Date of Award
Master of Science (MS)
College of Science and Mathematics
Thesis Sponsor/Dissertation Chair/Project Chair
Jennifer Adams Krumins
Riparian ecology--New Jersey--Toms River Watershed, Toms River Watershed (N.J.)--Environmental conditions
The goal of this study was to investigate plant and soil communities along a riparian corridor at four sites in the Toms River Watershed of Ocean County, NJ. This research assessed how these communities differ between the upland and floodplain habitats by examining both biotic and abiotic factors. To accomplish this, plant communities were assessed upon tree basal area, woody shrub cover, herbaceous cover and presence/absence of “all-vegetation”. Soil microbial community composition was also measured at the same four sites. At each of the four sites, I surveyed three transects that were parallel, perpendicular and upland from the river. These transects were then classified into two habitat types; floodplain and upland. Soil samples were returned to the lab for microbial DNA fingerprinting (terminal restriction fragment length polymorphism- TRFLP). Soil chemistry samples were also taken at all four sites. Plant and fungal communities were significantly different among the four sites, however bacterial communities were not significantly different. Plant, fungal and bacterial communities were all significantly different between the floodplain and the upland habitats. Soil chemistry did not vary significantly among the sites. However, soil chemistry did vary significantly between the floodplain and upland for both soil moisture and pH. Soil moisture and pH correlated strongly with the distribution and composition of plant and microbial communities sampled in this study. Bacterial communities were unique in that they correlated with NH4 as well as pH, but did not correlate with soil moisture. Bacterial communities also did not correlate with any of the plant groups or with fungi. Fungal communities correlated with plant communities as well as soil moisture and pH. These results show that soil chemistry, particularly soil pH, correlates most often with plant and soil microbial community distribution in this study.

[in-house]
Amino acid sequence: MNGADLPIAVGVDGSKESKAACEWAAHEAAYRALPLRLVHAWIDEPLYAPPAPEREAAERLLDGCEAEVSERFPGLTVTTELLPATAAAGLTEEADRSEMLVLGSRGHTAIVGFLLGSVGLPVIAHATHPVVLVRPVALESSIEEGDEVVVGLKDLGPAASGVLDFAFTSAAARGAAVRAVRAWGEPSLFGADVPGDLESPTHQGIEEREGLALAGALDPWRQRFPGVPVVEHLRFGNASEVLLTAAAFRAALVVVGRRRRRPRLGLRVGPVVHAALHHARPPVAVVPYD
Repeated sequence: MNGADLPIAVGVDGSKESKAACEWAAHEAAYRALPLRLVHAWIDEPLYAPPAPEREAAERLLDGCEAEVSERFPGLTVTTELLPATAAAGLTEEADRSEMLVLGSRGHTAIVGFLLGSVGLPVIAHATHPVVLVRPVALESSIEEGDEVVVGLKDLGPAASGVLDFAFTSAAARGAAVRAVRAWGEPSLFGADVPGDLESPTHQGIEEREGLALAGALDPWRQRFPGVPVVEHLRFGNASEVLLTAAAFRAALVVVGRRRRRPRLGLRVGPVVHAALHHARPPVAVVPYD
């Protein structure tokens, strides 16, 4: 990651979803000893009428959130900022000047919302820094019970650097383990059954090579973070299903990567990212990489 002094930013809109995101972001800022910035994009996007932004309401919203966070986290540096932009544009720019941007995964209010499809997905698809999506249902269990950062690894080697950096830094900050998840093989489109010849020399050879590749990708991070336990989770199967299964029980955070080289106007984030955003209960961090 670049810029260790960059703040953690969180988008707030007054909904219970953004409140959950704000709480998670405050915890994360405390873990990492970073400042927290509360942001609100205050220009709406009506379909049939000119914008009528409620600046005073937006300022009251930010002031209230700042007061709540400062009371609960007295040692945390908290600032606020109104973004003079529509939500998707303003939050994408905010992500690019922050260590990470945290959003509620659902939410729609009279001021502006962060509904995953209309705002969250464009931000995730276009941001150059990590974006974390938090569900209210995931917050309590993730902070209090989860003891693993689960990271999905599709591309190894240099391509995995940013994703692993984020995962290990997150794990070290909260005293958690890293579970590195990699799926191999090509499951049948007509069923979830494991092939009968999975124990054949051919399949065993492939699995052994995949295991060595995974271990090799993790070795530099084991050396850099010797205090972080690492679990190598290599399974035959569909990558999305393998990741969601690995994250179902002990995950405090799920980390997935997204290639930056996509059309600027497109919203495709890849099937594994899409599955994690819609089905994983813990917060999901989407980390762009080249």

Haines-Klaube, Carolyn, "Drifting Communities : Relationships Between Soil Chemistry, Plant and Microbial Communities Along an Urban Watershed" (2016). Theses, Dissertations and Culminating Projects. 426.